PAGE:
Original Editor - Alyssa Brooks-Wells
Top Contributors - Alyssa Brooks-Wells

Purpose[edit | edit source]

The HINTS exam is a cluster of three bedside clinical tests that aim to assess individuals presenting with acute-onset dizziness, vertigo, nystagmus, head motion intolerance, and nausea/vomiting, also known as acute vestibular syndrome (AVS). HINTS is an acronym for the three tests included:

  1. The Head Impulse Test (HI-)
  2. Characterization of Spontaneous Nystagmus (-N-)
  3. Test of Skew (-TS)

The goal of the HINTS is to guide the practitioner to determine whether the AVS is peripheral or central in origin, and also determine the need for further examination including neuroimaging.[1][2]

Technique[edit | edit source]


Head Impulse Test:

  1. Hold the patient's head with both hands on either side and tilt the head slightly downward
  2. Encourage the patient to let their head relax in your hands to allow you to move back and forth and direct them to keep their eyes on your nose at all times
  3. Quickly move the head a small amplitude from central to the left of the right and back to the center again
  4. Try to randomly test left and right directions, as to not let the patient predict the movement
  5. Look for the patient's loss of visual focus on your nose and a corrective saccade

*Contraindications: neck pain or immobility that would not allow quick motions of the neck


  1. Observe the patient's eyes at rest for nystagmus and the direction of the nystagmus
  2. Ask the patient to gaze to the left and then to the right and observe for nystagmus

Skew Deviation:

  1. Have the patient sit in front of you and focus their gaze on your nose
  2. Cover one eye with an object or your hand for a couple of seconds and then uncover the eye
  3. Observe for the eye realigning from a drift once the eye is uncovered or if the eye is able to stay focused [4]

Interpretation[edit | edit source]

Test Central Origin Peripheral Origin
Head Impulse Test Normal test result -patient keeps visual focus with quick head movement Abnormal test result - patient loses focus with quick head movement indicating VOR is not intact
Nystagmus Bidirectional or vertical None or unidirectional
Test of Skew Abnormal correction (98% specific[3]) Normal, no skew


In conjunction with complaints of AVS symptoms, if any of the three tests are indicative of central vertigo, the patient should be referred for further evaluation and neuroimaging. If all three tests are indicative of peripheral origin, the patient most likely has vestibular neuritis.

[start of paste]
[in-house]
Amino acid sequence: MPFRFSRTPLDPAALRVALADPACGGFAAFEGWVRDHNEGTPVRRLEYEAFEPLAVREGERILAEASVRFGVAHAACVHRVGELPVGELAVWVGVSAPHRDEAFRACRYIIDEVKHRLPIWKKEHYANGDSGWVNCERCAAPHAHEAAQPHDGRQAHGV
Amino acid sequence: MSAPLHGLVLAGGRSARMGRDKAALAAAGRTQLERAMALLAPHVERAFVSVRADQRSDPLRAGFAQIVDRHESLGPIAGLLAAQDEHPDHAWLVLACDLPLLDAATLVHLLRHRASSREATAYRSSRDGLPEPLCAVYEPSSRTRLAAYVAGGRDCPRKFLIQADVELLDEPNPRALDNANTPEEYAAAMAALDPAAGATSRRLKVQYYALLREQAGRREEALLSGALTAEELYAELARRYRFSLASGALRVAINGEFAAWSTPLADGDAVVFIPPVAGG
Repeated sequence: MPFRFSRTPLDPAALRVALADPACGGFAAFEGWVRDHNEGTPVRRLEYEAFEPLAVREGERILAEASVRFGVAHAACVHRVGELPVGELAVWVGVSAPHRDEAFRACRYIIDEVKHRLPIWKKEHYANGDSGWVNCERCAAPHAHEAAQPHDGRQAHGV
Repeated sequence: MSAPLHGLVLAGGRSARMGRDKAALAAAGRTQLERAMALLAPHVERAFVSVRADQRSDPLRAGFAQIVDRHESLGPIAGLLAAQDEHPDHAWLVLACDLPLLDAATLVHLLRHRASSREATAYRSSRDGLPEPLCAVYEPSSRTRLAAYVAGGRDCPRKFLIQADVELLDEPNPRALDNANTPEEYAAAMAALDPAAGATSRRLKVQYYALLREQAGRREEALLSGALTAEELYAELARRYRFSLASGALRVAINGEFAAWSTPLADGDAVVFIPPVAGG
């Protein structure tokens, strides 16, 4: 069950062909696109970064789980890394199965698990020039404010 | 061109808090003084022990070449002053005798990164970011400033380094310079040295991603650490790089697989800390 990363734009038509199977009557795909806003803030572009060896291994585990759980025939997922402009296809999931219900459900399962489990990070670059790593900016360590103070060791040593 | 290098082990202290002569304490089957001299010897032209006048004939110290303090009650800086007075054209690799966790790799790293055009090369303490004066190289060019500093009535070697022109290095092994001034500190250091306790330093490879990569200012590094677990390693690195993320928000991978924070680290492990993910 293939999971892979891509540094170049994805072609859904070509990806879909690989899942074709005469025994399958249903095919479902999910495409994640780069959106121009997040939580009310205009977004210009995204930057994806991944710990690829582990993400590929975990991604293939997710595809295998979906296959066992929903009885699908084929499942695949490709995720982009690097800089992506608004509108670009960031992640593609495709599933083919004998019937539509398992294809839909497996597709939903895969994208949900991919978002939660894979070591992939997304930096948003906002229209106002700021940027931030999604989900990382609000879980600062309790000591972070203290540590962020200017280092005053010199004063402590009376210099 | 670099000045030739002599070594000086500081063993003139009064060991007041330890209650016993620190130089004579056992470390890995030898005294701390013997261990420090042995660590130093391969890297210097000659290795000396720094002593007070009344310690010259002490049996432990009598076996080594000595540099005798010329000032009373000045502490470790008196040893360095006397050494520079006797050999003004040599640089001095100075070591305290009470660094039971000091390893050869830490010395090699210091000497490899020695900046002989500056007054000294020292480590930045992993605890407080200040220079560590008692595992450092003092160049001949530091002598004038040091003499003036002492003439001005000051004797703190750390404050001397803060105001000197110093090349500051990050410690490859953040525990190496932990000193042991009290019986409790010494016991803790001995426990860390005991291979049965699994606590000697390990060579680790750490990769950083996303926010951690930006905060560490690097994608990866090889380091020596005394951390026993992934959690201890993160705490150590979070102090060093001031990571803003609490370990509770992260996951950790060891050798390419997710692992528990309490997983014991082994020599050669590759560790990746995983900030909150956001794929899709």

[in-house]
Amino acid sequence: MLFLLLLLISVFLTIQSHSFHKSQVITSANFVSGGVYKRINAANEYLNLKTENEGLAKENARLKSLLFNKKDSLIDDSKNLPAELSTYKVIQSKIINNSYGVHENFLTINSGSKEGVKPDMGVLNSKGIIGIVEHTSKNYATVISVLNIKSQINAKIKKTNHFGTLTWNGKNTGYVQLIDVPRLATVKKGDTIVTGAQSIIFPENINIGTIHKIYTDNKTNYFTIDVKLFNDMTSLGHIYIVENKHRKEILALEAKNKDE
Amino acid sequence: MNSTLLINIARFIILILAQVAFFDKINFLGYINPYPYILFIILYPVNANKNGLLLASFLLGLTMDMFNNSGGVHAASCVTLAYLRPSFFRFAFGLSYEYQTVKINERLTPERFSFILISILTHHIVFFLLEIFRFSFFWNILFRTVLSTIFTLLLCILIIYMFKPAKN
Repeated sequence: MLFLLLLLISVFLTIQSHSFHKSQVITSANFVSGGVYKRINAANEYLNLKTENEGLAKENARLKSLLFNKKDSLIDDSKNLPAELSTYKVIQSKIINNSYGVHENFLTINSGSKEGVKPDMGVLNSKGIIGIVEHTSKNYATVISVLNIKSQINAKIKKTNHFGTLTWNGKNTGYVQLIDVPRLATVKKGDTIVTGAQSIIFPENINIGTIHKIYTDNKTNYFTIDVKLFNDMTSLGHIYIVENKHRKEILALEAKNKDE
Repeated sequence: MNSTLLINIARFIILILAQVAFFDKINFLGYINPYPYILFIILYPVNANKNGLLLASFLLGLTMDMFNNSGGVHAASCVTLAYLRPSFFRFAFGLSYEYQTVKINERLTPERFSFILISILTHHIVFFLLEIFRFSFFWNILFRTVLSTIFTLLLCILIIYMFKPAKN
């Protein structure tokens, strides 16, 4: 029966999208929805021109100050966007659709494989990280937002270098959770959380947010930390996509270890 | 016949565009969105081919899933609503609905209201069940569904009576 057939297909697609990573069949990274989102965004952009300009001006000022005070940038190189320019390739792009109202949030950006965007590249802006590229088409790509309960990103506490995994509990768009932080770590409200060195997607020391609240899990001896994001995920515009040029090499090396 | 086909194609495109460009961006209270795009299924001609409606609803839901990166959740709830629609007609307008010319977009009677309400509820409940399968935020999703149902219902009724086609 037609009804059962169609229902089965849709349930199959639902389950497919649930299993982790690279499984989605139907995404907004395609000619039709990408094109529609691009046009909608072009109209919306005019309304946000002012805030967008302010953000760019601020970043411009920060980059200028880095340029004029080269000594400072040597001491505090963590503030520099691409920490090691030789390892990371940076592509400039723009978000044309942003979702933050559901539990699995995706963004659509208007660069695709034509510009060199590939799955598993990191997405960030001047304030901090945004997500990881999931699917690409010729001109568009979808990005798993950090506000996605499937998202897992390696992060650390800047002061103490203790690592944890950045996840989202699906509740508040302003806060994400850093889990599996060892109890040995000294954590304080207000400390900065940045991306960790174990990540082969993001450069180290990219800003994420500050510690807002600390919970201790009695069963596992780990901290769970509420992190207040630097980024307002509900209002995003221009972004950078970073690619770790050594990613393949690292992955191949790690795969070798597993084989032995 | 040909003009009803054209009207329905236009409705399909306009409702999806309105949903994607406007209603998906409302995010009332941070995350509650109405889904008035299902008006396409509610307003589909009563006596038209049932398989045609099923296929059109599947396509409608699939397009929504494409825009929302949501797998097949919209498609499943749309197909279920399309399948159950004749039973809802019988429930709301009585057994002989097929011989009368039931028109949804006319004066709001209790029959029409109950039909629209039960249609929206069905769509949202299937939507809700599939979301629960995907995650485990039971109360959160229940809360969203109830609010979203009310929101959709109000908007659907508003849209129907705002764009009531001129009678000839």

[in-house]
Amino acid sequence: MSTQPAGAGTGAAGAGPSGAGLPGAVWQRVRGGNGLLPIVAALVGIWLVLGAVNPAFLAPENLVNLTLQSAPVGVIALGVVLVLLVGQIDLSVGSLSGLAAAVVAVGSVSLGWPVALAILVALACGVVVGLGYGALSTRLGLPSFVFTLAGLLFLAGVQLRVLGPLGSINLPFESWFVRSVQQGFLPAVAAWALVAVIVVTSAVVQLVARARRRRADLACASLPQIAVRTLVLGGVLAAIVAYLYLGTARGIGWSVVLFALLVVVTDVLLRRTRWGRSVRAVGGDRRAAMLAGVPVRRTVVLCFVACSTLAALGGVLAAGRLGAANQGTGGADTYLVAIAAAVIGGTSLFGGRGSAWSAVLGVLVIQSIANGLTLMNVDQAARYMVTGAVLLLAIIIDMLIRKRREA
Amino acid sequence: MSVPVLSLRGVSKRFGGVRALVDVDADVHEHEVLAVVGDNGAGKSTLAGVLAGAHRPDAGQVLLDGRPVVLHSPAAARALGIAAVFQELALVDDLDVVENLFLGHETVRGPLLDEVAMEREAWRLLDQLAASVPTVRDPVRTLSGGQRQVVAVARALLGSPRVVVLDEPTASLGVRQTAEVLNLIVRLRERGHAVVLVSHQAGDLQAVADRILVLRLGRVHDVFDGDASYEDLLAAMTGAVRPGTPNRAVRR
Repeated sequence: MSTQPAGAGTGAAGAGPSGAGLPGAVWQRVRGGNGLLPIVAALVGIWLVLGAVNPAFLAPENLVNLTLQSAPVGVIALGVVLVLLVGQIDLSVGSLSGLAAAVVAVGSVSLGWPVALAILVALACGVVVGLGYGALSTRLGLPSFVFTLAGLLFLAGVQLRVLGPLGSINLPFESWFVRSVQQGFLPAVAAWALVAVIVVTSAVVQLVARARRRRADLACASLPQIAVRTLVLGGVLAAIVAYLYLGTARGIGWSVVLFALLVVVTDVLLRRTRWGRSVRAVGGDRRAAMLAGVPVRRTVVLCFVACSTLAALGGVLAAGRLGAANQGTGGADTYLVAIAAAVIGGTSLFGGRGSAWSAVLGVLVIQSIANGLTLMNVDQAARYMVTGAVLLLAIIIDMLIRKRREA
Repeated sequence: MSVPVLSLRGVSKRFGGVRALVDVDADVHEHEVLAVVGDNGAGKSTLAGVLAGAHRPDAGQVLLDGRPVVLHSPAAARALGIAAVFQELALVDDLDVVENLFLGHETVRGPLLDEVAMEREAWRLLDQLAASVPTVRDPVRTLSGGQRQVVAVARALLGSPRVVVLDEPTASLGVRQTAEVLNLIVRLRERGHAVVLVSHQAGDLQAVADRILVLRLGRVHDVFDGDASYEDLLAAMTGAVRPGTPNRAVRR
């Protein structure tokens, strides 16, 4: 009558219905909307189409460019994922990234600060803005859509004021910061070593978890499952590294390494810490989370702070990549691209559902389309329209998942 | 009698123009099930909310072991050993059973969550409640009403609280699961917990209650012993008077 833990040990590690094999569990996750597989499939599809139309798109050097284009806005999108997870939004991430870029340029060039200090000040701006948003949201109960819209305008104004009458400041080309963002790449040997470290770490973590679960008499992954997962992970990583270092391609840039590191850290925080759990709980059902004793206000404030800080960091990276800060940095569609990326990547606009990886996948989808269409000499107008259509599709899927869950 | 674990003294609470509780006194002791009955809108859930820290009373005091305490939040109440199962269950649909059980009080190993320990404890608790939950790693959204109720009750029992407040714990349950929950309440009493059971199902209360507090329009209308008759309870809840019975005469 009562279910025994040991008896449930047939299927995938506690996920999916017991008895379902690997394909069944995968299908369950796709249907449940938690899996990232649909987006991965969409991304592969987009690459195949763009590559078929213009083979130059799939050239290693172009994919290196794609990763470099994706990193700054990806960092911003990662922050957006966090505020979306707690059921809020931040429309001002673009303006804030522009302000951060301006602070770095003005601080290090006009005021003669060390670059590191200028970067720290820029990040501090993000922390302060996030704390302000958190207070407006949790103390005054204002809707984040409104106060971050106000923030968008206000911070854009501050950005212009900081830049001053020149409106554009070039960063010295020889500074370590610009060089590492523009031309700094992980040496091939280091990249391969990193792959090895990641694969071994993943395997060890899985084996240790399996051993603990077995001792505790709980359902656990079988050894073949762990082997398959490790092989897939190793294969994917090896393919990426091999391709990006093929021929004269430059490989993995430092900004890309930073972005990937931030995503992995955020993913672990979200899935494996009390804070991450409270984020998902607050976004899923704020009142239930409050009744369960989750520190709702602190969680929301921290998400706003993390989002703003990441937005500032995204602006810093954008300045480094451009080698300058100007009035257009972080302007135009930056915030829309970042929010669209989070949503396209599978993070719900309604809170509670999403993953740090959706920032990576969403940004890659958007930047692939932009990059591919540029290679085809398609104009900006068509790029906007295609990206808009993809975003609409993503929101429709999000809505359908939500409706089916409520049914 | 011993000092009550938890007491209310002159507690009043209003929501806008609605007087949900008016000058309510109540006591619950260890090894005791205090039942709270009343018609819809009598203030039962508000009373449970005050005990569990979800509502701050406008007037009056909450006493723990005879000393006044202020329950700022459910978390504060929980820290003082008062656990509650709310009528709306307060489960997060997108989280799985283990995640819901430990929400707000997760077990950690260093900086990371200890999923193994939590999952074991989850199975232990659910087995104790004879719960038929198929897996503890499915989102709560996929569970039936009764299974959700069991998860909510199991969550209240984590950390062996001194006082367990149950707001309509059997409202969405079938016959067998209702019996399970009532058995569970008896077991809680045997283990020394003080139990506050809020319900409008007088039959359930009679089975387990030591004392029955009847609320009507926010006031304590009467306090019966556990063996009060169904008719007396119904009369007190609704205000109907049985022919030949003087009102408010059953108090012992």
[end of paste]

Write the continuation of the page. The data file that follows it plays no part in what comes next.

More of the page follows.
Evidence[edit | edit source]

A 2009 cross-sectional study found the HINTS exam was 100% sensitive and 96% specific for a cerebral vascular accident. 17% of patients presented with a skew deviation and was found to be associated with brainstem lesions. As this exam takes 1-2 minutes at bedside, this article highly recommends practitioners in the emergency department and direct-access rehab professionals be trained and familiar with the HINTS exam.[1]

References[edit | edit source]

  1. 1.0 1.1 1.2 Quimby AE, Kwok ESH, Lelli D, Johns P, Tse D. Usage of the HINTS exam and neuroimaging in the assessment of peripheral vertigo in the emergency department. J Otolaryngol Head Neck Surg. 2018;47:54.
  2. Kattah JC, Talkad AV, Wang DZ, Hsieh YH, Newman-Toker DE. HINTS to diagnose stroke in the acute vestibular syndrome: three-step bedside oculomotor examination more sensitive than early MRI diffusion-weighted imaging. Stroke. 2009 Nov;40(11):3504-10.
  3. 3.0 3.1 Medmastery. Vertigo maneuvers: Performing the HINTS exam. Available from: http://www.youtube.com/watch?v=VwmrjYuvqtQ [last accessed 12/13/2023]
  4. MD Simpson, E Kalivoda, MD. Emergency Medicine Residents' Association. Take a HINT on Central Vertigo in the Emergency Department. Available from:https://www.emra.org/emresident/article/hints-exam(accessed 13/Dec/2023)